Entrance to see The Sphinx is around $9 USD per person and will get you right up next to it. Our guide however recommended not going into the entrance as the view there is mostly blocked by scaffolding, and instead had the tour bus stop on the road right outside so we could hop out and take photos from there.

Had it been up to me I would’ve paid the $9 USD to get up close to the Sphinx, as the angle we had from the road wasn’t the best spot. I asked the guide if I could walk down a bit on my own to get a better angle while he took photos of people in our group, and that’s where I got a much better angle. But if I wouldn’t have had my zoom lens my photos wouldn’t have been too interesting. For these reasons I’d say it’s worth entering the area of the Sphinx.

As we left the area, our bus drove through an area where there were hundreds of younger local people from Giza, mostly females, lined up next to the road waving and cheering at all the buses. Our guide explained that people come here to wait and watch tourists drive by, as this is the only time they ever see foreigners. We felt like the Beatles driving by large groups of screaming young females. It was a wild end to a very memorable morning at the Great Pyramids and Sphinx.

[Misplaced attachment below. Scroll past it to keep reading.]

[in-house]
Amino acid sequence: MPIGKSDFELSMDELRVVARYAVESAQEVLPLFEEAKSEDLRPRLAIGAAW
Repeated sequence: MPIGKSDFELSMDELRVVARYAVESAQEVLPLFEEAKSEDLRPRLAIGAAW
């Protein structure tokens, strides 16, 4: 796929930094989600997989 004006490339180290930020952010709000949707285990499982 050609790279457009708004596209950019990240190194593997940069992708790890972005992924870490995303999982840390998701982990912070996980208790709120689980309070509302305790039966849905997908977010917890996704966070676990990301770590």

What to Look Out For

Like most places in Egypt, you’ll want to be hyper aware while visiting the Great Pyramids. Not only is the potential (however unlikely) threat of pickpocketing an issue in Egypt, but many of the locals at the pyramids have mastered the art of making you pay them a tip for something you didn’t think was going to cost you anything.

Our local guide advised us to not hand anyone our phone if they ask to take a photo of you, as they will always ask for a tip and even sometimes hold your phone until you do so. In the area near the Sphinx, our guide said to absolutely not hand anyone your phone there because they will run away with your phone as soon as they have it.

Another example was when one of the people in my group bought a traditional Arabic headdress (keffiyeh), a local came up to him and told him he wasn’t wearing it right. Without being granted permission, the man took off his keffiyeh and placed it back on the man’s head without changing it much at all. He then told him he needed a tip. The man refused, as he did not ask for this to happen, but the local kept asking for a tip, following the man around for several minutes until the man finally caved and handed him a tip. It’s not necessarily a safety threat, but it is something to keep in mind that many people around the pyramids are looking for money in any way possible, so it's best to keep your guard up.

For more information on Egypt, check out the Ultimate Egypt Itinerary and the Best Things to do in Egypt.